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How to turn attic into a living space?

Luke Riley Luke Riley
by Benoit Viot Eirl
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On homify, we'll show you how an underutilised attic can become a wonderful new room in the home. Depending on its size or shape, one has the possibility to convert an attic into a guest room, gymnasium, office, or even a self-sufficient dwelling. 

Working with a strict budget of €150,000 (roughly £135k), a couple had the ambition to convert their forgotten attic into something special. For as long as they had owned their place, the attic had been no more than an afterthought, with the space only used for storing broken furniture and boxes of unwanted clothes and keepsakes. 

The couple had an idea of what they wanted but little of the know how. They hired local professionals from Benoit Viot Eirl to help them with their project. 

See what was created!

Before: Stripped to its bare bones

Bursting with potential, this is what the couple and their architects were working with. The pitched ceiling, timber floor, exposed wooden beams and brick walls give that distinctive character to this attic.

For a long time the couple weren't exactly sure what they wanted to achieve with the upcoming home renovation. There was an unbelievable 160 m² to work with, so the apprehension was understandable.

After lengthy talks with the architect and broader family, a final plan was drawn up and approved by all…

Before: In progress

The attic was planned to be warm and friendly setting for the family and their guests to gather. There would be different settings throughout the space, which would host all kinds of things.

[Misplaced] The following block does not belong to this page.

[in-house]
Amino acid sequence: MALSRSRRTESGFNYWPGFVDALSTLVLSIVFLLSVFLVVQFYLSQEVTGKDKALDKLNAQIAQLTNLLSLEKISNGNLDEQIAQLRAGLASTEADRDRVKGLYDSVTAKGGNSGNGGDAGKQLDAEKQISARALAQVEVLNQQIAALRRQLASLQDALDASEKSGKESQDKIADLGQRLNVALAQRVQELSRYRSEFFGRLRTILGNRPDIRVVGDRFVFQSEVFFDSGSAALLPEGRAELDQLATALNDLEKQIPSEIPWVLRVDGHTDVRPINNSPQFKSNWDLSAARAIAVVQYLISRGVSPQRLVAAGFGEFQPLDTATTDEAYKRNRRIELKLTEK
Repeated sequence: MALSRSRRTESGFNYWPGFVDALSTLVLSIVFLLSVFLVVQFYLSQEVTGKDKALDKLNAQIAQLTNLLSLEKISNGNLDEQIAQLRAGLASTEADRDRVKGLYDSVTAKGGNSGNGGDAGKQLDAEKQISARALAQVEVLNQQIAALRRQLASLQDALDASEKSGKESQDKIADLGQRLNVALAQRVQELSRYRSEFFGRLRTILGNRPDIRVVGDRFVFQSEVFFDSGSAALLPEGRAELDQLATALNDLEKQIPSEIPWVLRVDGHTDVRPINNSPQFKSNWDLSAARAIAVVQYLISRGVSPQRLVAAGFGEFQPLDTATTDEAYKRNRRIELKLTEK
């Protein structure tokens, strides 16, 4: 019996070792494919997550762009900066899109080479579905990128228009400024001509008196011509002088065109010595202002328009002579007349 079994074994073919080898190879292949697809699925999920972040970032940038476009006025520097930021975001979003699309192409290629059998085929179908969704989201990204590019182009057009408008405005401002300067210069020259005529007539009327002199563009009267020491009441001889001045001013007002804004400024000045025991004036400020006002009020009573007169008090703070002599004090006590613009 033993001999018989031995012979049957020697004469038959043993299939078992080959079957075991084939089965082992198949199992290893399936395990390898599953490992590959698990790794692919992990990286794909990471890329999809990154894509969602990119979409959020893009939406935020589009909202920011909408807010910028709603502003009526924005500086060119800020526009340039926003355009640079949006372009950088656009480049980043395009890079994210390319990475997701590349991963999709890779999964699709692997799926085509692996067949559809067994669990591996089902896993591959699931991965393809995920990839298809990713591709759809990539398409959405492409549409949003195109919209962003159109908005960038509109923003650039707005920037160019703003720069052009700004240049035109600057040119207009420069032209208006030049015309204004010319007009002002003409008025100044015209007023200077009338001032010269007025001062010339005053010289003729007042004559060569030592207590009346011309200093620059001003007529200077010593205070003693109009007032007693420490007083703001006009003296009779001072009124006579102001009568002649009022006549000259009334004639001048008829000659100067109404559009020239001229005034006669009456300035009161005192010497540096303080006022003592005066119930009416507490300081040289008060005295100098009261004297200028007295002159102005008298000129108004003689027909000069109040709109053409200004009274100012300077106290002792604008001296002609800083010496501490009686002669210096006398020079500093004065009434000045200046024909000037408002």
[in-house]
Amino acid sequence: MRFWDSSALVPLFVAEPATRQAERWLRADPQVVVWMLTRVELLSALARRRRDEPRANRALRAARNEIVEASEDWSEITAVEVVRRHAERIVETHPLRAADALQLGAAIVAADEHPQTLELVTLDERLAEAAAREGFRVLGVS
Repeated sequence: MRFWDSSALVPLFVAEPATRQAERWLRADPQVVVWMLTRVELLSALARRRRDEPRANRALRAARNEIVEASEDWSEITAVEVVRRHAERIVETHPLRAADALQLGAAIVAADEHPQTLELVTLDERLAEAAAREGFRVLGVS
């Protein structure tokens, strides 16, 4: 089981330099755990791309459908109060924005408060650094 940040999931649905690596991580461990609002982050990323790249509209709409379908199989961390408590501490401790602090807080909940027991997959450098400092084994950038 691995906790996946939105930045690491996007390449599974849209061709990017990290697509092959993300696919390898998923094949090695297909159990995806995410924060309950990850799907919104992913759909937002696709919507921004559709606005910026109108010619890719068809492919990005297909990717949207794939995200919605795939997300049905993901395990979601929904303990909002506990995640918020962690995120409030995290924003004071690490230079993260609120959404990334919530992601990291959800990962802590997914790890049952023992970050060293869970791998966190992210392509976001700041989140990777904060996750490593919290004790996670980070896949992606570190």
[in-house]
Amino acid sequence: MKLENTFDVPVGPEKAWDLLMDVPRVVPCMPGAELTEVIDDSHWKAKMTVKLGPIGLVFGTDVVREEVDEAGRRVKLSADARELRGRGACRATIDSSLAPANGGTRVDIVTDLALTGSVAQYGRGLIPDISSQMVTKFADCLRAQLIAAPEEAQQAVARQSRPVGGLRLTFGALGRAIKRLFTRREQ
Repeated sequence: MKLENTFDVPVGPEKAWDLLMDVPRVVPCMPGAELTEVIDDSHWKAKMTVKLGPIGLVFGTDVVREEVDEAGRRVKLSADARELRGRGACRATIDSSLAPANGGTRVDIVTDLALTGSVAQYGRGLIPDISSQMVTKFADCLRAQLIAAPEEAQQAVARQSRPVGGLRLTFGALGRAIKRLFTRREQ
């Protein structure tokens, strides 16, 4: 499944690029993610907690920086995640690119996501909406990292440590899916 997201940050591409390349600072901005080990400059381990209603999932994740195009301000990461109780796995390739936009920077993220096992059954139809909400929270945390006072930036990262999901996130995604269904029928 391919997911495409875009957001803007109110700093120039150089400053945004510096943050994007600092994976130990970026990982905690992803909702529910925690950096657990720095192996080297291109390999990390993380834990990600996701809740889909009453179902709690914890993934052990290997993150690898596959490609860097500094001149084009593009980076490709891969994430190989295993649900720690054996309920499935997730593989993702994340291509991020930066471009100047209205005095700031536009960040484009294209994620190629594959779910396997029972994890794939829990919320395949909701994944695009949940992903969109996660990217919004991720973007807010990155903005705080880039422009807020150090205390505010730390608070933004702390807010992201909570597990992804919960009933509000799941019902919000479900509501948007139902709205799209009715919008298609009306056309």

This would be an attic designed in a way so that it could be enjoyed by both the adults and children of the household, offering options and fun for everyone.

Before: Finding colour

This image captured during the early stages of the renovation shows the scale of the project. The builders definitely had their work cut out for them—160 m² is bigger than most family homes!

A significant amount of structural work was necessary for this attic renovation to become a liveable space. Timber beams were reinforced, cracked roof tiles were replaced and much of the roof needed waterproofing. 

In addition, heating and lighting also needed to be supplied to this grand space. 

Before: New features

This attic is so large that it even has two tiers! In the past a timber ladder had been used to access both these areas. 

Naturally, this ladder-based access system needed to be changed, so the builders designed a staircase made from timber and metal. 

After: Play time

After six months of hard work, the builders, architects and owners came together to celebrate the completion of the project.

We adore the look of the refreshed attic! The choice of a neutral colour palette, exposed beams and the soft appearance of the floorboards have done wonders to bring out the best in this exciting space. 

This part of the attic has been designed to be a kid's space where the little ones of the household can hang out after school with their friends. Further down is a cosy space curated for those wishing for a quieter time.  

After: A playful setting

New windows were added where possible to decrease the dependency upon artificial lighting. The benefits of these new windows can be seen down in the new sitting sitting room, which is located on the lower level of the attic. 

This space has been designed as a casual place where the family can gather to chat and watch their favourite films. Located close by is a new bathroom, saving those in need of the toilet to walk all the way downstairs. 

With such amazing living spaces, it's easy to see why the owners have fallen in love with their new space.

This is the end of our tour, but be sure not to miss: 35 m² ruin gets a grand design.

Would you have done something different to this attic? 
Whitton Drive by GK Architects Ltd Modern

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